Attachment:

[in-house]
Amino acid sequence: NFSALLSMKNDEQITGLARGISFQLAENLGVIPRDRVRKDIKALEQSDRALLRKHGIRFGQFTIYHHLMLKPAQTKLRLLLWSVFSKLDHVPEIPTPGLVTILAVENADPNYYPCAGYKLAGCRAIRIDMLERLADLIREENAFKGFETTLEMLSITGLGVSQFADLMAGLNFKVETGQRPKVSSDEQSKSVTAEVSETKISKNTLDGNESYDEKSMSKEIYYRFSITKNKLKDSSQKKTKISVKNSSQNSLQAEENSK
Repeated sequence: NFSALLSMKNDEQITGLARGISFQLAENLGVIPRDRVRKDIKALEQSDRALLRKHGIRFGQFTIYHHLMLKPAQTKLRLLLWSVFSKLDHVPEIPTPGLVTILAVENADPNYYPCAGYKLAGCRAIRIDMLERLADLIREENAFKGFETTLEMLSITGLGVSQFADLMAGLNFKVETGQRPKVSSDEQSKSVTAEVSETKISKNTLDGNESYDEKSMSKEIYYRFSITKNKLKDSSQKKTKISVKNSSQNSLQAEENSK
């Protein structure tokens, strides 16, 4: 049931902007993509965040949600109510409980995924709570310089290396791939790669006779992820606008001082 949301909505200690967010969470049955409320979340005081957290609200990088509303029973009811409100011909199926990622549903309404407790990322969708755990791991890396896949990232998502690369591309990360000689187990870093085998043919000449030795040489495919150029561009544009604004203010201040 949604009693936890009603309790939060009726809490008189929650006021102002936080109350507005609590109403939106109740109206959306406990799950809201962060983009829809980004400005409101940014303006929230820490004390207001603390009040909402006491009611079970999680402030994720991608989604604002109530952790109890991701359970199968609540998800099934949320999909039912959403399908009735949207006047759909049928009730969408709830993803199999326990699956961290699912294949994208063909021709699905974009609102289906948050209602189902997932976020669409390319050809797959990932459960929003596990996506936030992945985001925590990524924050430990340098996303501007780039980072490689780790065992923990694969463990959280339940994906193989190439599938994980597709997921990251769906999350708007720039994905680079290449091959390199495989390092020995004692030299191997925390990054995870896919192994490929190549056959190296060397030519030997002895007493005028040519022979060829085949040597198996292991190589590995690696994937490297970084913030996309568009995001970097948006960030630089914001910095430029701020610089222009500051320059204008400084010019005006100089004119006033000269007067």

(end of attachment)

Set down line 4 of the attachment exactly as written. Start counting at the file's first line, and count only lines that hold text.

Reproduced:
């Protein structure tokens, strides 16, 4: 049931902007993509965040949600109510409980995924709570310089290396791939790669006779992820606008001082 949301909505200690967010969470049955409320979340005081957290609200990088509303029973009811409100011909199926990622549903309404407790990322969708755990791991890396896949990232998502690369591309990360000689187990870093085998043919000449030795040489495919150029561009544009604004203010201040 949604009693936890009603309790939060009726809490008189929650006021102002936080109350507005609590109403939106109740109206959306406990799950809201962060983009829809980004400005409101940014303006929230820490004390207001603390009040909402006491009611079970999680402030994720991608989604604002109530952790109890991701359970199968609540998800099934949320999909039912959403399908009735949207006047759909049928009730969408709830993803199999326990699956961290699912294949994208063909021709699905974009609102289906948050209602189902997932976020669409390319050809797959990932459960929003596990996506936030992945985001925590990524924050430990340098996303501007780039980072490689780790065992923990694969463990959280339940994906193989190439599938994980597709997921990251769906999350708007720039994905680079290449091959390199495989390092020995004692030299191997925390990054995870896919192994490929190549056959190296060397030519030997002895007493005028040519022979060829085949040597198996292991190589590995690696994937490297970084913030996309568009995001970097948006960030630089914001910095430029701020610089222009500051320059204008400084010019005006100089004119006033000269007067």